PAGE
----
I always loved both writing and science -- still do. At university I studied both and thought about switching from physics to English right up until my final year, when it just wasn't practical. I guess I stuck with physics because it seemed to me that I might be able to teach myself to write, but I couldn't teach myself particle physics. Besides, physicists are smart and it's fun to be part of a big group of smart people. So I studied physics and I went to grad school and I worked at CERN. I was pretty high powered, working the 70, 80 weeks scientists are notorious for. I didn't write much; I missed it, but I was busy.
But then I got sick. And it turned out to be a brain tumour. There were just a few days, before they found it was a low-grade tumor, when I thought I was going to die. I couldn't even bear to call my parents. I called, instead, this nice boy who had been my pen pal for years. And one of the things I said to him was: I want to meet you. And the other: I don't want to die, because I haven't written a book.
So I ditched physics. And I married the boy. And I started writing books.

  • I really admire you, as I think that few people are able to leave their ‘jobs’ and follow their dreams-what gave you the courage?
A really big advance.
Sorry. But it's true. I have long wanted to write full time, and two book deal I signed with Arthur A. Levine and Scholastic gave me the margin to make it, if not safe, at least sane. It still scares me -- my hubby and I are both writers, and we have two little kids, a mortgage, and no paycheck. If something doesn't bounce right we'll be out of money in two years and will have to live under a bridge. But eventually you have to make the leap, and this seemed like the time.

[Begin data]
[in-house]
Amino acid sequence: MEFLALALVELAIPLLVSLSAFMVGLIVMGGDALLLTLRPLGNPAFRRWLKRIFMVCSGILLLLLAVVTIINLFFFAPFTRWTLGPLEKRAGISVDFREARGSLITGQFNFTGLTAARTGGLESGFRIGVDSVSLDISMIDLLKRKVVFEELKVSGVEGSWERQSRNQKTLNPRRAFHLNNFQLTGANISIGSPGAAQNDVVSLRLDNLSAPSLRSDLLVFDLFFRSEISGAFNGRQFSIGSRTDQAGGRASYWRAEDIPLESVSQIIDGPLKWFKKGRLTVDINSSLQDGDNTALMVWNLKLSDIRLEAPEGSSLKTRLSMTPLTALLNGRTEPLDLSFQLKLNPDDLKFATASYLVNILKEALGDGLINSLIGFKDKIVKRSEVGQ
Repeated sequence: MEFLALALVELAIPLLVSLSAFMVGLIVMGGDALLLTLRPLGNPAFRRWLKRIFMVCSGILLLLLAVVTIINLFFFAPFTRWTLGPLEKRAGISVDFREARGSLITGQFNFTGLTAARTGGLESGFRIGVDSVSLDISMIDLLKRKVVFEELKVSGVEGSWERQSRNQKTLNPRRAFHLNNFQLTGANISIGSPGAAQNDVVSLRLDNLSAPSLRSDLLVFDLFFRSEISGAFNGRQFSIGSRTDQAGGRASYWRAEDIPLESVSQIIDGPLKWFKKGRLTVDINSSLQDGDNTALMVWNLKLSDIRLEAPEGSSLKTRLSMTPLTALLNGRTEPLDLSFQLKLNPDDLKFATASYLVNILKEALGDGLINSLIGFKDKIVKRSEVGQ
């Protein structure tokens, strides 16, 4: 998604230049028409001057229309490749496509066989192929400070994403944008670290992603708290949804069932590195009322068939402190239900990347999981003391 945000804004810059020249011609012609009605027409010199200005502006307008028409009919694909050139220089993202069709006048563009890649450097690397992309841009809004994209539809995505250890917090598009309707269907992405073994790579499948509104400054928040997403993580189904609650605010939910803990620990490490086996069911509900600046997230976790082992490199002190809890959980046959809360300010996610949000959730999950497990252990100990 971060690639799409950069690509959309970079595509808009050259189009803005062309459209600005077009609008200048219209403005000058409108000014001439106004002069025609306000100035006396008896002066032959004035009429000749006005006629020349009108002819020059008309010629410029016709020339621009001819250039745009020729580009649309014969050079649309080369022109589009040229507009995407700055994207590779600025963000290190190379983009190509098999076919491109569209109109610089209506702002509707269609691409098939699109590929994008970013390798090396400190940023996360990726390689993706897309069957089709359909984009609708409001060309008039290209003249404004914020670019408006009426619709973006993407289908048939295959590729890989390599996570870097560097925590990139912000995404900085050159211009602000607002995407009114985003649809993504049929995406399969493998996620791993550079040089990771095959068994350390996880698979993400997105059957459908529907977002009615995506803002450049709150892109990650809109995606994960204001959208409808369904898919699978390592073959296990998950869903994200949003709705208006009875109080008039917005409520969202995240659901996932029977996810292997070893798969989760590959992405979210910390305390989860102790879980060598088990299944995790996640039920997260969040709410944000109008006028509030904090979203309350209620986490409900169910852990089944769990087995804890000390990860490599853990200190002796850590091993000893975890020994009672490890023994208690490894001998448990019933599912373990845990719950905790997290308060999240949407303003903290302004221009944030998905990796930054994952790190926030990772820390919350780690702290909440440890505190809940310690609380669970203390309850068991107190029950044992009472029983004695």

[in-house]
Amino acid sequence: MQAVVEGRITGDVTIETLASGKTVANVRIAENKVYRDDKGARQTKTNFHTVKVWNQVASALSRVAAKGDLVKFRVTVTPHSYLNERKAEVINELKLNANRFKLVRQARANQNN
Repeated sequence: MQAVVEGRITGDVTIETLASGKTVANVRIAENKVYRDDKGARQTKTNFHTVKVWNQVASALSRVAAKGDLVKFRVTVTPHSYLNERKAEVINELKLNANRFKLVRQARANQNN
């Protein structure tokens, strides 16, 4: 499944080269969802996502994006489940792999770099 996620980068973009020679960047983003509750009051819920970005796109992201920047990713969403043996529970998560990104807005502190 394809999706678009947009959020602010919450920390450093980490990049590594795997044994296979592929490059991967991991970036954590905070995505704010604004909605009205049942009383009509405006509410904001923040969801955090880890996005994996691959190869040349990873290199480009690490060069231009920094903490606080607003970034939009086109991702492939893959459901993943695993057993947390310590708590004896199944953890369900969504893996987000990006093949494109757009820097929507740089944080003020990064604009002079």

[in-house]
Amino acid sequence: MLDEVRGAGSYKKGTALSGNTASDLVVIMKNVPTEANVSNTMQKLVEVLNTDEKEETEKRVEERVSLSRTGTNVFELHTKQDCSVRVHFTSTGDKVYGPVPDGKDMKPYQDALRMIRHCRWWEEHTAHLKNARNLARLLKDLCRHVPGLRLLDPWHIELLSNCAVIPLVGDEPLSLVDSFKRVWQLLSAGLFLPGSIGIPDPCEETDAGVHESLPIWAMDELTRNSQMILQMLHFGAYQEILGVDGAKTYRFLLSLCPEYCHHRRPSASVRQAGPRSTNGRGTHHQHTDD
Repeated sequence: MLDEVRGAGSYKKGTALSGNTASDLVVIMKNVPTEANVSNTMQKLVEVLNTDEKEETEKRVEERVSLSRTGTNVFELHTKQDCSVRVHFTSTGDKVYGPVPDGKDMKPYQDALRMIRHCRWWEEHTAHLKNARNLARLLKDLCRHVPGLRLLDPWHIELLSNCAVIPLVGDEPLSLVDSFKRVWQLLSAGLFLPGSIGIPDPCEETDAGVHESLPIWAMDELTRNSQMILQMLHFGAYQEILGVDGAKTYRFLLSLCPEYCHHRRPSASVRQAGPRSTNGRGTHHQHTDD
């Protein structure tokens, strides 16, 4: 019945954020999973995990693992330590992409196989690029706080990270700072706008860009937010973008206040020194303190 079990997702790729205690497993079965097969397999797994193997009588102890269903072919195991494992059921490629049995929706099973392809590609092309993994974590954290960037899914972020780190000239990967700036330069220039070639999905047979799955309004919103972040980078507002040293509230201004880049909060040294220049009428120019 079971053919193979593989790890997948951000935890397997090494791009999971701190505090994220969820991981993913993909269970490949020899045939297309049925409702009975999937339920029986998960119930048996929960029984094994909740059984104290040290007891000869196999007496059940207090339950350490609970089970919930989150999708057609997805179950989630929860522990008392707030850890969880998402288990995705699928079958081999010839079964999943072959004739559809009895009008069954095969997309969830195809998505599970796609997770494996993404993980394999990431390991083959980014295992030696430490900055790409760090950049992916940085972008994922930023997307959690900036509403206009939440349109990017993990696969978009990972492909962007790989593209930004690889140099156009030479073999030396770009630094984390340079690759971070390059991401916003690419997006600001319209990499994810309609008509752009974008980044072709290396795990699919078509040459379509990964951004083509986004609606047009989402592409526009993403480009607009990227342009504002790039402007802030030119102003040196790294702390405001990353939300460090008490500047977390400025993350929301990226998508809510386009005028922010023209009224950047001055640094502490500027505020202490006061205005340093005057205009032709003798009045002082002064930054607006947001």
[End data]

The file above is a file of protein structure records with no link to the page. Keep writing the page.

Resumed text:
• What was your inspiration for Plain Kate?
It's hard to know where books come from, but I do know that I read a huge volume of Russian fairy tales just before starting PLAIN KATE.
They blew me away. I read a lot of fairy tales, and I thought I knew them, but the Russian ones are scrumptious: full of surprises and transformations, full of darkness -- even more full of darkness than the Grimm tales, which are darker than most people know. And I like the sense that they come from just over the edge of my map. If you're of Western European extract, like me, the Grimm tales always feel as if you half-know them already. The forest in them sometimes seems like half our history. The Russian tales are stranger, wilder. I wanted to write a fairy tale like that.